Skip to main content

Responsive posters in CSS

The other day I spotted these lovely VHS posters and wondered how you might make that slanted background pattern there with just CSS. So I took a crack at it and got pretty close:

See the Pen Responsive JVC Video Cassette by Robin Rendle (@robinrendle) on CodePen.

This isn’t an SVG (which is probably the best way to make something like this) but instead it’s plain ol’ CSS. Try and resize the browser though and you’ll see it respond to the height and width of the viewport which feels swish.

So here’s a quick summary of the trick: first I set up container queries and aspect-ratio on the wrapper element...

.cassette {
	container-type: inline-size;
	aspect-ratio: 70/99;

That’s what handles all the resizing. Now we can set up some variables:

:root {
  --first-stop: 20cqw;
  --second-stop: 40cqw;
  --third-stop: 60cqw;
  --fourth-stop: 80cqw;
  --fifth-stop: 100cqw;
  --sixth-stop: 150cqw;
  --red: hsl(350, 100%, 50%);
  --orange: hsl(13, 100%, 50%);
  --gray: hsl(17, 19%, 73%);
  --white: hsl(0, 0%, 100%);

Those cqw length units are pretty dang handy. 1cqw is 1% of the container’s width which means I can use them in the repeating-linear-gradient property below to create that background pattern:

.body-wrapper {
      var(--white) var(--first-stop),
      var(--red) var(--first-stop),
      var(--red) var(--second-stop),
      var(--orange) var(--second-stop),
      var(--orange) var(--third-stop),
      var(--gray) var(--third-stop),
      var(--gray) var(--fourth-stop),
      var(--white) var(--fourth-stop),
      var(--white) var(--fifth-stop),
      var(--white) var(--sixth-stop),

I’m sure there’s a more elegant way of doing this but I kept playing around with these values until it looked right. I also set the font-size and position of elements to respond to the size of the container, too:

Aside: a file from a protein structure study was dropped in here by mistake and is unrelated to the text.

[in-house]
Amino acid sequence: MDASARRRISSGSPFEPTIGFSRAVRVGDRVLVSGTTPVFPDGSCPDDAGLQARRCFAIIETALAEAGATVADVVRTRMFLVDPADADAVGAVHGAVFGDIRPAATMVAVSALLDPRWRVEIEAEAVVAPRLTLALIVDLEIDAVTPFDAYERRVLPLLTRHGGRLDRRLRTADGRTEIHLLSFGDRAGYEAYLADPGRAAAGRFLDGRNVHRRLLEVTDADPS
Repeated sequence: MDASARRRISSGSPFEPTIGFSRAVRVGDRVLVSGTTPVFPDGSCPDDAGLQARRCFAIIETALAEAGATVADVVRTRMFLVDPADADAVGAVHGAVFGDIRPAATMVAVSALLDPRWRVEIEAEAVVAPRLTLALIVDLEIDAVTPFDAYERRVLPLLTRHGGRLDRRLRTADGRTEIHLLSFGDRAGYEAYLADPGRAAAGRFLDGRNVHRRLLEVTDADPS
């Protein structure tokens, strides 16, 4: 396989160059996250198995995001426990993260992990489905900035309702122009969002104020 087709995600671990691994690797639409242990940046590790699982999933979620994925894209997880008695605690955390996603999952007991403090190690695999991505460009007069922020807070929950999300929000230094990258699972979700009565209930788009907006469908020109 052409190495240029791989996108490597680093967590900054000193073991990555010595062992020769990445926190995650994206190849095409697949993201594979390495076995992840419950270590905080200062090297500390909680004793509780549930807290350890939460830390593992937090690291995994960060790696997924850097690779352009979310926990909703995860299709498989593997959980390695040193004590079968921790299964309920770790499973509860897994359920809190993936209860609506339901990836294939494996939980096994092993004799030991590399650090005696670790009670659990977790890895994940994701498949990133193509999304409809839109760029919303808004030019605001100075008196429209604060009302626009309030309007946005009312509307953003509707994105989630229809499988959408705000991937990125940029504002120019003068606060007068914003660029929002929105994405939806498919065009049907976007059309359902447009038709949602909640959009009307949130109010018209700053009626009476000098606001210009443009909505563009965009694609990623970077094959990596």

header {
  padding: 3cqw;

h2 {
  font-size: 10cqw;

This is fantastic because it means I don’t have to write a bunch of media queries all over the place. I just set the font-size and forget it. And that’s not a dig at media queries! Well, okay – it is. But I am slowly coming to the conclusion that media queries are a design smell. Sometimes they indicate that my code could use more modern CSS techniques to avoid that little bit of extra complexity and logic.

Wellllll...sorta. Chris wrote about this optimistic view of container queries where we all assumed that...

...on any given project, there would be more @container in the CSS than @media. I joined that refrain. I thought for sure it would be true, if not, more like 75%, especially considering how so many sites these days are created by composing sites through component libraries, and since components don’t know where they will be used, the CSS that style those components would use all container queries.

So, did this turn out to be true?

Anecdotally: no, not really.

It’s a great breakdown of why we don’t use container queries all over the place like I have in my little demo above. But either way, this whole “web poster” design with cqw units and a dash of aspect-ratio is super neat and it reminds me of what Jeremy said just the other day:

I really like the newly-launched website for this year’s XOXO festival. I like that the design is pretty much the same for really small screens, really large screens, and everything in between because everything just scales. It’s simultaneously a flyer, a poster, and a billboard.